By Gabrielle Hecht
Uranium from Africa was, and remains, a major source of fuel for atomic weapons and power plants throughout the world. Uranium for the Hiroshima bomb, for example, came from the Belgian Congo. During any given year of the Cold War, between 20 percent and 50 percent of the Western world’s uranium came from African places: Congo, Niger, South Africa, Gabon, Madagascar, and Namibia. Today, there is a renewed uranium boom throughout the continent. The author writes on the ambiguities of the nuclear state, and the state of being nuclear, and why the nuclear designation matters. She looks at two countries to uncover different dimensions of nuclearity: Niger, which has long struggled with France over the price of its uranium; and Gabon, where cancer and other illnesses related to four decades of uranium production remain invisible.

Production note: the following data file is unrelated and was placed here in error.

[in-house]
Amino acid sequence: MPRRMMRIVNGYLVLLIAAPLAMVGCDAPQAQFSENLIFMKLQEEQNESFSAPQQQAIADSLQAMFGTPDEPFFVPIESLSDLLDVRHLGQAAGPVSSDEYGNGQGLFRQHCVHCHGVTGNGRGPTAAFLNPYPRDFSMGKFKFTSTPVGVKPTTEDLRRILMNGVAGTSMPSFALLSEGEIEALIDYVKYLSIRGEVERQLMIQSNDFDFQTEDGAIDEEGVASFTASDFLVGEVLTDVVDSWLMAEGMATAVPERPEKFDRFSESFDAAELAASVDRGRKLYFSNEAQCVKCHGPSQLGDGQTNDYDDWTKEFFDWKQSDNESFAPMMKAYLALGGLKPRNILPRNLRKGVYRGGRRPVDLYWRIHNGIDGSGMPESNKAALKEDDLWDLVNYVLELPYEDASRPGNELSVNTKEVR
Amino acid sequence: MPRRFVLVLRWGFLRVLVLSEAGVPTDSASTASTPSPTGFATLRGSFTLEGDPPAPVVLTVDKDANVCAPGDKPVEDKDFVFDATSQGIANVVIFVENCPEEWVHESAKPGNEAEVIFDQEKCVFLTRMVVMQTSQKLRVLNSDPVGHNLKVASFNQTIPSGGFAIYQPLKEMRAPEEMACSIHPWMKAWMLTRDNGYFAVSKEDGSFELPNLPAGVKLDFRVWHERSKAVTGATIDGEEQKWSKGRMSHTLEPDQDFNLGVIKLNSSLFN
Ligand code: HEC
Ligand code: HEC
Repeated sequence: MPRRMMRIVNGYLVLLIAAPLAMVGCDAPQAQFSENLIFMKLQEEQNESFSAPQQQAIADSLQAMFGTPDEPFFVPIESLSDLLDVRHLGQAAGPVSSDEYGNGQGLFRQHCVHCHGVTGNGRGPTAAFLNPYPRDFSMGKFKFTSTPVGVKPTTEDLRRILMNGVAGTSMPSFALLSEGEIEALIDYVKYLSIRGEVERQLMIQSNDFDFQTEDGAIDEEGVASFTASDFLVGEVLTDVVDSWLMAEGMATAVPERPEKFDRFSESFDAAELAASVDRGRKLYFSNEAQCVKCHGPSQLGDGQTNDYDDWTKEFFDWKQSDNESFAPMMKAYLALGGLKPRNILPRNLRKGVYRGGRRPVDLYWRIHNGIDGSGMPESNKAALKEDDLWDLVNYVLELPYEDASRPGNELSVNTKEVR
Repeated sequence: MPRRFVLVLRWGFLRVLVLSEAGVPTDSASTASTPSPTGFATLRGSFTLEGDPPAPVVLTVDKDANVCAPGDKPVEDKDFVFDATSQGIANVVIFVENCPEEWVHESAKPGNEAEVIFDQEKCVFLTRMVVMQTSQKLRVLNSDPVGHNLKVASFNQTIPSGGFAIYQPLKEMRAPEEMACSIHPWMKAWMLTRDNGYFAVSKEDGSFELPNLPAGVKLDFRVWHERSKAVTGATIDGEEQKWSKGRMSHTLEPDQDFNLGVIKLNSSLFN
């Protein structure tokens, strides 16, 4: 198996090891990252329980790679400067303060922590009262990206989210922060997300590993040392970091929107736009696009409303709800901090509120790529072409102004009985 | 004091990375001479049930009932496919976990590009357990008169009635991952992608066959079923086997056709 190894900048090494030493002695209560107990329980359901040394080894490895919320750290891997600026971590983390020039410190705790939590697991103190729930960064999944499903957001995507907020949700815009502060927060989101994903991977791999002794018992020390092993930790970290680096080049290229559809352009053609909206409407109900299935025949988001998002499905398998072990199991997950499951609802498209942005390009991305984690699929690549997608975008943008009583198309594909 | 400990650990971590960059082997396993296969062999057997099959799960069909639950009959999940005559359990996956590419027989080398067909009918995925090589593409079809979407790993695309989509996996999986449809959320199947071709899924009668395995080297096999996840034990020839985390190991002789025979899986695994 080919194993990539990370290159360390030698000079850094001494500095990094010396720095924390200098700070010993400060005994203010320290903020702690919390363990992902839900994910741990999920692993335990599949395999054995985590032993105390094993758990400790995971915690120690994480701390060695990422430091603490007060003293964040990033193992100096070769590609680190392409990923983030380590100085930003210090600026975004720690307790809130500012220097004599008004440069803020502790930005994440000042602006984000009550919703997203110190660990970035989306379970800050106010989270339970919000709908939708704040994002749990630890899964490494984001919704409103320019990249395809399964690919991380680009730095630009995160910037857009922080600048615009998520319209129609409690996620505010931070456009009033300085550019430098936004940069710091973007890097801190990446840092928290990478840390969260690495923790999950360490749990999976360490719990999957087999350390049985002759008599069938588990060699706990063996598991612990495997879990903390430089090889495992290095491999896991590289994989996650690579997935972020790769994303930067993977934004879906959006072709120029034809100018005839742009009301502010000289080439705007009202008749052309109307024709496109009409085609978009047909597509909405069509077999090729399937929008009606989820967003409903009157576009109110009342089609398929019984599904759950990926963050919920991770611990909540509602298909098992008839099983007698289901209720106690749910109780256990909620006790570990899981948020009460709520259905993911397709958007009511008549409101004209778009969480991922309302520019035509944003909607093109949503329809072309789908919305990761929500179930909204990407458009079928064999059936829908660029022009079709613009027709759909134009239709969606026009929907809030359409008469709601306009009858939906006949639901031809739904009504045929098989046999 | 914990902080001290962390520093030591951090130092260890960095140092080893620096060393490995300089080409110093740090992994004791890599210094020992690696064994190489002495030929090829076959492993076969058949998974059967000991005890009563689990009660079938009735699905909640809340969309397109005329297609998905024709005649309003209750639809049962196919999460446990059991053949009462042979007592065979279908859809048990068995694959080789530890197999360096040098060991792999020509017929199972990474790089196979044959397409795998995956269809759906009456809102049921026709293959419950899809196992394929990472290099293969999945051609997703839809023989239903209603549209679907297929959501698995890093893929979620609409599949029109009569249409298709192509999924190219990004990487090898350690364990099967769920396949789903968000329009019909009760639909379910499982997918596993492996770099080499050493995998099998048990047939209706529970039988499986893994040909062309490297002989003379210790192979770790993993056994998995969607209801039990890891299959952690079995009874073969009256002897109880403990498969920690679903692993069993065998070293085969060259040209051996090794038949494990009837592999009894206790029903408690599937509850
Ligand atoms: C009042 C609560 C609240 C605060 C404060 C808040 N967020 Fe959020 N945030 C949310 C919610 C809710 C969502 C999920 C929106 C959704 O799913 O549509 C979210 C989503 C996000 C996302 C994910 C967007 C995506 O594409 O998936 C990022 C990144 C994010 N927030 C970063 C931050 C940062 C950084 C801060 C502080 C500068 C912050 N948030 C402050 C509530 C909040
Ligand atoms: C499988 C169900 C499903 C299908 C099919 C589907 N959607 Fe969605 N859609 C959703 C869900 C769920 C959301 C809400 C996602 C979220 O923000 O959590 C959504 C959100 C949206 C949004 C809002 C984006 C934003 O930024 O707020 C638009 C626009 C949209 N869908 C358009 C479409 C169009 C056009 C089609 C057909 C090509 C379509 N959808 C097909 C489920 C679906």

Continue reading at An elemental force: Uranium production in Africa, and what it means to be nuclear